Last week was a week of travel. That isn’t usually what legislators do during session, but budget negotiations in Raleigh and a public meeting on Duke Energy’s proposed electric transmission lines in Hendersonville caused me to travel back and forth — twice. After heading back to Raleigh on Sunday, I drove back to Hendersonville on Thursday afternoon only to leave after the public meeting that night to be back in Raleigh for budget talks on Friday and Saturday.
At this moment, I am not sure what my travel plans will be this weekend. With budget negotiations continuing as I write this, the hope is that a deal will be struck before the end of the day necessitating a weekend review of the budget by House and Senate Appropriators. A conference report will have to be filed before either chamber can begin voting on any budget compromise.
In Hendersonville, the primary issue that concerns my constituents is the proposed “Foothills Project” by Duke Energy, and most communications from my constituents have to deal with that issue. In Raleigh, the primary issue is the budget, and most communications from lobbyists and others concern budget-related issues. Funding of teaching assistants and drivers education are among the House’s priorities, but other issues like eugenics compensation payments, changes to the laws governing landfills, or the allocation of assistant district attorneys suddenly become the focus of negotiations. In the end, the leadership of both chambers needs to craft a budget that will garner the support of the majority of the members.
Budget Shifts to the Corner Offices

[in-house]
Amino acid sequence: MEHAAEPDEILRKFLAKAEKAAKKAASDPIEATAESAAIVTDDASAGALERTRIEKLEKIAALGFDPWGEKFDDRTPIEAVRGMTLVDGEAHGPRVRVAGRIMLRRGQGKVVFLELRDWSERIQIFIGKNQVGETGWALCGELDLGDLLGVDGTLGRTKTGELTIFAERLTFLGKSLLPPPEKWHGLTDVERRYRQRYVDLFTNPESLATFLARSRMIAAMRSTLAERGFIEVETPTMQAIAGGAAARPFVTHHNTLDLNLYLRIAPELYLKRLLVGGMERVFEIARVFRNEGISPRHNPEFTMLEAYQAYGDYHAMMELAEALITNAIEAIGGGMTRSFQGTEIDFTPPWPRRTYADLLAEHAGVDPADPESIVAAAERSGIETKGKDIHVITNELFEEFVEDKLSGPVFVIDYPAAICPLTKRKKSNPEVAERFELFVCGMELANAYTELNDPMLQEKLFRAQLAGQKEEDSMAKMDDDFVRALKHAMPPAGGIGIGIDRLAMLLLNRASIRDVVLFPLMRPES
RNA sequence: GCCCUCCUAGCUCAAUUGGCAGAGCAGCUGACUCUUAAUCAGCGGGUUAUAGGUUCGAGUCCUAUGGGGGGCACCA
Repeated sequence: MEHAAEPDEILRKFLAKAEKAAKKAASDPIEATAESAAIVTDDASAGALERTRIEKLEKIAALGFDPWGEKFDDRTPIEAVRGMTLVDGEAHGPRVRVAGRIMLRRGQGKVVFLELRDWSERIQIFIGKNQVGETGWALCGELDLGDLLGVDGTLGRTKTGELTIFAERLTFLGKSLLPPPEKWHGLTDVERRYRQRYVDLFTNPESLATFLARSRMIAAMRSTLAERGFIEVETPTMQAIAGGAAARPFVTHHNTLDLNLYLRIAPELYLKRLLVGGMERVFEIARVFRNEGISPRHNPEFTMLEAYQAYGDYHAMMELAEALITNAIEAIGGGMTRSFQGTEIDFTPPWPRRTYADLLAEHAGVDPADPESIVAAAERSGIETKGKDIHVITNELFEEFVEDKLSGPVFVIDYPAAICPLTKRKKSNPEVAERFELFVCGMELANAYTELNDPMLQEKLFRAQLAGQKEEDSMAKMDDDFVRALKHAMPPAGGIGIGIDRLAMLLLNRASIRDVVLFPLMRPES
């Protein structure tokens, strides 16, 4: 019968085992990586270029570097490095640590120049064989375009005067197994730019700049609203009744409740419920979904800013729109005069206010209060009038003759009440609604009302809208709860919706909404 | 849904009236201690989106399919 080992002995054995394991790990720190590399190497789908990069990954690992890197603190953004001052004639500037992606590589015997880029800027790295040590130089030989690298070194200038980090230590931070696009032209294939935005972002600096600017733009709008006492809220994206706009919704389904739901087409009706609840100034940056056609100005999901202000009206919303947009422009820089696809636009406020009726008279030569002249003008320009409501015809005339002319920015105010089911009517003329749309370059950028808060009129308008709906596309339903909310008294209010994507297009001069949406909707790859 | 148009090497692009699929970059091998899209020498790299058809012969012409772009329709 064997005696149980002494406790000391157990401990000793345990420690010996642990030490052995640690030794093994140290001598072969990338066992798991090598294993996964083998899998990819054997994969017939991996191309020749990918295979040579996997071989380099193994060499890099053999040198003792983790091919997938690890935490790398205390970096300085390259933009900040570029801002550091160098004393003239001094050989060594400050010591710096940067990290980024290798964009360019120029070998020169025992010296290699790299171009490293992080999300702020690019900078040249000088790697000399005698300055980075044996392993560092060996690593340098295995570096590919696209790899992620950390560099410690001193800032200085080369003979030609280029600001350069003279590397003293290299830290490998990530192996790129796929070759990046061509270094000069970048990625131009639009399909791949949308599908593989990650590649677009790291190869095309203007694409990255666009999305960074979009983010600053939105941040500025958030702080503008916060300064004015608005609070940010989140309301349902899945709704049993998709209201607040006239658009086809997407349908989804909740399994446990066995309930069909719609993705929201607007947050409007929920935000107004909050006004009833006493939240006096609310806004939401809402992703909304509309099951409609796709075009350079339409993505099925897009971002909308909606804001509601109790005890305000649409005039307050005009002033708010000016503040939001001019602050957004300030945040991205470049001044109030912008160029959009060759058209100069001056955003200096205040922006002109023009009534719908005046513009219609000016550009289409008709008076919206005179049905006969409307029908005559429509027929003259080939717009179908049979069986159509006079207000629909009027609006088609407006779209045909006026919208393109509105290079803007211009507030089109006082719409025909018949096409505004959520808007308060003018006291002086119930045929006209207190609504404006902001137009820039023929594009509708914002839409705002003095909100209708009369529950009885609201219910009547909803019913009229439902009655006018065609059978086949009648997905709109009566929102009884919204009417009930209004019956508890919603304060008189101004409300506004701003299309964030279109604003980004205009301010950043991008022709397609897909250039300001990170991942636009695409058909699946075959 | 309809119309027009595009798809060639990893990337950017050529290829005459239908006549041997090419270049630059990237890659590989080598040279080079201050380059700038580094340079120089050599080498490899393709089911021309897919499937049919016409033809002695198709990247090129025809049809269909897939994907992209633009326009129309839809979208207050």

Most constituents, including my spouse and our friends, can’t understand exactly why it is taking so long to pass a budget. They also have no idea what exactly is being negotiated. It is baffling to many people.
Folks note that Republicans are in the majority in both chambers of the legislature, and that the governor is also a Republican. So doesn’t that mean that it should be easy to reach a compromise? Clearly not.
Developing a budget involves a huge group of people, both legislators and staff, but also lobbyists and constituents who bring their knowledge and expertise to the spending priorities and the details of the budget. These details are spelled out in the “Special Provisions” that specify how money will be spent and also sometimes reflect significant changes in public policy. For example, the budget will likely contain a provision on dredging — how much money will be spent — but it will also involve moving responsibility for funding for dredging from one department (the Department of Environment & Natural Resources) to another (the Department of Transportation) while specifying a wide range of details like how many terminal groins can be built and where some dredging projects will be done.
The budget process is hierarchical. It starts from the bottom up, with subject-matter appropriation committees and then their chairs doing the initial work. Pursuant to ground rules established by the big chairs, the chairs of the various subject-matter committees try to reach agreement on their parts of the budget. From there, it moves up to the so-called “big chairs” who lead the respective House and Senate appropriations committees. Finally, it goes to the leadership, otherwise known as “the corner offices” — the Speaker and the President Pro Tem.
When the House and Senate chairs are not able to reach an agreement on some issues, the differences are pushed up to the big chairs. Additionally, the big chairs or leadership (the Speaker and the President Pro Tem) may disagree with agreements that have been made. The big chairs or leadership can “flag” items for decisions at the next level.
So what has happened over the last several months has been a long series of meetings, first between the subject-matter chairs from both chambers and then between the big chairs from both chambers. When the big chairs can’t agree on some issue, either a spending or policy issue, those disagreements get flagged and get resolved by the Speaker and the President Pro Tem.